• SP and SSPnote  cards are very highly valued among collectors and can go for potentially hundreds of dollars/tens of thousands of yen if sold, depending on the popularity of the character. SSP Shimakaze-Kai-Ni was once regaled as the most expensive Weiss card in the English TCG.
    • Professional players tend to count the number of climaxes that appear during their matches (both their own and their opponent's) so as to know when is a good time to push for damage.
  • Shout-Out:
  • Squishy Wizard: Assist Characters and Counters are generally this. Both are largely useless in actual combat, as their Power is usually very low. However, Assist Characters can be placed in the Back Stage to grant the Center Stage cards buffs, such as Power boosts, and Counters can be used from the hand to turn a fight around when your Character isn't strong enough.
  • Suicide Attack: Even if you lose a battle, you still deal Soul Damage to Clock despite your character being defeated. In dire situations, this can be a legitimate strategy to push damage.
  • Summon Bigger Fish: The Change effect. Cards with Change can pay a cost and discard themselves to replace themselves with a stronger card, usually related to the initial character.
    • This is the whole point behind the Kantai Collection set. Many Characters have "-Kai" or "-Kai-Ni" versions that are in some way stronger, and via card effects, those initial characters can trade up to their stronger versions.
  • Taking You with Me: Known to the metagame as "Suiciders", these cards are fairly weak, but have an effect that reverses the opposing Character when they themselves are reversed in combat, which can easily break down a wall of high-powered Characters or force the opponent to waste valuable Stock to Encore. These are commonly Level 0 cards, but there are also some Level 1s and 2s, alongside special cards.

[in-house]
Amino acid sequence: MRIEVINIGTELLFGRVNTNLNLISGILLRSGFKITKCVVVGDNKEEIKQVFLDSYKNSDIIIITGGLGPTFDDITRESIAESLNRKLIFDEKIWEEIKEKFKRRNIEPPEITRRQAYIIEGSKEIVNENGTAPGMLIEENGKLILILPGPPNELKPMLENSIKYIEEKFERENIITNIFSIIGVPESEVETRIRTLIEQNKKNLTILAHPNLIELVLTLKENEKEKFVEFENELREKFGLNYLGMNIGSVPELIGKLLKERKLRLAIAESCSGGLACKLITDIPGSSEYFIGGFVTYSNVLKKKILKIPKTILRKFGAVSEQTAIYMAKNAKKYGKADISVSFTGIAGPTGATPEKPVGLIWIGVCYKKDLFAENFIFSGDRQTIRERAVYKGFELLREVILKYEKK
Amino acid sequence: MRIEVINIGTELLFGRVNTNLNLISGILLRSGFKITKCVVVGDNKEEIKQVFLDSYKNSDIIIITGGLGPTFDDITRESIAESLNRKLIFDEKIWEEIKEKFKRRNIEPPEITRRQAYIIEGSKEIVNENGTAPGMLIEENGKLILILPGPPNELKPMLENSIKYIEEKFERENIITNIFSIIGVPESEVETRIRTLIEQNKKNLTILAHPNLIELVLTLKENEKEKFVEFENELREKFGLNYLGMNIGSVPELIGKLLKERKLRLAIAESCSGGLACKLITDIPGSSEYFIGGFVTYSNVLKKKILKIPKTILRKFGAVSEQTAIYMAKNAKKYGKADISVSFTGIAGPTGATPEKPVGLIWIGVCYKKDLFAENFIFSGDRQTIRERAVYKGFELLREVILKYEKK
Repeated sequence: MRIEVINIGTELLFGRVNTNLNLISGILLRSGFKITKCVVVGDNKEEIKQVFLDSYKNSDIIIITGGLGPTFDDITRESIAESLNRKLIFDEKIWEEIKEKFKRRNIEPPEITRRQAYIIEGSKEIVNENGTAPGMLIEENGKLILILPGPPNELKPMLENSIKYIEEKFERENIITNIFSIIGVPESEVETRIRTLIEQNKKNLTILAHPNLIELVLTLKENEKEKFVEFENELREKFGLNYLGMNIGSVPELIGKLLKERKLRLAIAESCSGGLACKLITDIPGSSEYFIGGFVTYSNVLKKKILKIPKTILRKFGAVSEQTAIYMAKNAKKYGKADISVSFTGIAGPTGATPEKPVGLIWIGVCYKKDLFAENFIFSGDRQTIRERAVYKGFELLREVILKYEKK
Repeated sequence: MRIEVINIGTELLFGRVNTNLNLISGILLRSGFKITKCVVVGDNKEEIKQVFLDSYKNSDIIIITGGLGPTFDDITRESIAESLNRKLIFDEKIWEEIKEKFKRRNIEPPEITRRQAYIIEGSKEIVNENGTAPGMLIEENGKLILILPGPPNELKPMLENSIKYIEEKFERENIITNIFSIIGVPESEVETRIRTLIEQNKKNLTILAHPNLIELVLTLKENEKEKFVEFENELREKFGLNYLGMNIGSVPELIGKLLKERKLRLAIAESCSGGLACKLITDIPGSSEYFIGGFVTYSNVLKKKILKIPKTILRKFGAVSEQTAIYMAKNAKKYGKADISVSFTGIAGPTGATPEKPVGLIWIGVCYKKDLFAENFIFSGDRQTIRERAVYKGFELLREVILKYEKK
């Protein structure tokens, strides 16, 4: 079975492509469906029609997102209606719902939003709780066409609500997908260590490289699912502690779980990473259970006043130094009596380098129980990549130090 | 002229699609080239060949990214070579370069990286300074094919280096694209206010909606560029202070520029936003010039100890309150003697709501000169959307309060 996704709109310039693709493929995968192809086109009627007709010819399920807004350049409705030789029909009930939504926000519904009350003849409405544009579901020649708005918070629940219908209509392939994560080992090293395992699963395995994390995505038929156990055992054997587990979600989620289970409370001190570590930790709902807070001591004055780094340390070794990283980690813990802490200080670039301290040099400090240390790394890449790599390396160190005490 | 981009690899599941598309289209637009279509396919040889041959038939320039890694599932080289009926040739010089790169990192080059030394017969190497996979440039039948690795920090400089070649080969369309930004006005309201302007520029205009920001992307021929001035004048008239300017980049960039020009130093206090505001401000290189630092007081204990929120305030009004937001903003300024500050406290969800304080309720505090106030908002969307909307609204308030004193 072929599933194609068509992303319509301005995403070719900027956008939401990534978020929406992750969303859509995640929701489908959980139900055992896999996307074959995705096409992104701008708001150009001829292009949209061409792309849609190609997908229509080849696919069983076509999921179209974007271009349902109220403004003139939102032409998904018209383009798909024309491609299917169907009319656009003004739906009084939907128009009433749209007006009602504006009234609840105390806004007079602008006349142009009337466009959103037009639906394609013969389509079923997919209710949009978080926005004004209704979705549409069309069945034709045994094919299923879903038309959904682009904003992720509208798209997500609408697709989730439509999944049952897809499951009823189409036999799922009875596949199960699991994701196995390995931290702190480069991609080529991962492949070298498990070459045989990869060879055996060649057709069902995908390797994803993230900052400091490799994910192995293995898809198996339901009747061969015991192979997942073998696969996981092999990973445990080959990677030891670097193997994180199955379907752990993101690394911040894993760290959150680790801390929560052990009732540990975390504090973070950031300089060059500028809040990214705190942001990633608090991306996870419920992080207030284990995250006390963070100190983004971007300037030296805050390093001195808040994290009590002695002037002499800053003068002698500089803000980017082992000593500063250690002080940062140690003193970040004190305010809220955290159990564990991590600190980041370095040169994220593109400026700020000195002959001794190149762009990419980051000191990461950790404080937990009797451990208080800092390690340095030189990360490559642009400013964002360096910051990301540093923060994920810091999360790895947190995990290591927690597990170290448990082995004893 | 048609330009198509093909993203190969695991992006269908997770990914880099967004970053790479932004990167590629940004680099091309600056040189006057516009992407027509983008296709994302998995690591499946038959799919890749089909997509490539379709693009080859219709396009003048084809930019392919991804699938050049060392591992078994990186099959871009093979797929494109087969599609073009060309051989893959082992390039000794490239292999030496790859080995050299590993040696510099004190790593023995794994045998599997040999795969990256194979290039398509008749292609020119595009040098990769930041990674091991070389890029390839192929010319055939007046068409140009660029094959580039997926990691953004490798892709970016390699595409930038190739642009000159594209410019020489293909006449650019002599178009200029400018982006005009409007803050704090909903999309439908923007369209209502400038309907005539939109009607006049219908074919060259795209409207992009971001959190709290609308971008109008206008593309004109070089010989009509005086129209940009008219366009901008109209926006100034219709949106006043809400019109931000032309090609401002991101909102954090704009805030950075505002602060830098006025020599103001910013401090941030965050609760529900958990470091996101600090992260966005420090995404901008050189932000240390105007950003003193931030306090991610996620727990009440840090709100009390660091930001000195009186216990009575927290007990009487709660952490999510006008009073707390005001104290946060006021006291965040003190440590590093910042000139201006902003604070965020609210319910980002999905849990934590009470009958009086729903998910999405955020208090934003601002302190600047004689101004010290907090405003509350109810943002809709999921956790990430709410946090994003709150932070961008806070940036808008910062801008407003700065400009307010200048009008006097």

• The Anime of the Game: Weiss Survive, though due to copyright issues, only original cards are shown, which severely diminishes its draw. The plot is also non-existent.
  • The Wiki Rule: The Weiss Schwarz wikia, which still needs a lot of work done on it.
  • Ultimate Showdown of Ultimate Destiny: Saber vs. Nanoha vs Haruhi vs. Shana vs. Hitagi vs. Tenshi vs. Kyrie vs. Konata vs. Protagonist vs. Shu vs. Misaka Mikoto vs. Black★Rock Shooter vs. Kirito vs Silver Crow...
  • Unexpected Character: Star Wars, a Western movie franchise in a Japanese card game based around anime and anime-type video games.
  • Unwinnable by Mistake: This can happen if a player triggers an infinite loop with no way out, in which case nobody wins.
  • When All You Have Is a Hammer: Titans do little more than grow insanely powerful. Their answer to any and all comers is "add more Power". This wanders into Crippling Overspecialization, since, as Titans have very few other effects that don't increase Power, they have very little ways of evading, healing, or other whatnot support.

    Weiss Schwarz Portable 
  • Action Girl: Minami
  • Artificial Stupidity: The AI makes very poor moves most of the time.
  • Chick Magnet: The protagonist, who causes almost every single girl who meets him to fall for him. He has SEVEN (which becomes eight after the first playthrough) potential girls to choose from.
  • Childhood Friends: Suzuka. Going on her route results in a Childhood Friend Romance.
  • Class Representative: Suiko
  • Cash Cow Franchise: Essentially the whole point of the development of the game. Though, it has a surprisingly deep plot.
  • Twin Switch: In Suzuka's route, the player finds out near the end that the Suzuka the player has been interacting with is actually her twin sister, Honoka. When the real Suzuka returns, she's not exactly pleased to realise that her twin sister got a Relationship Upgrade with her old childhood friend
  • Visual Novel: The game is part this, part card game simulator.
  • You Gotta Have Blue Hair: And red. And green. And pink. There's also normal hair colours too.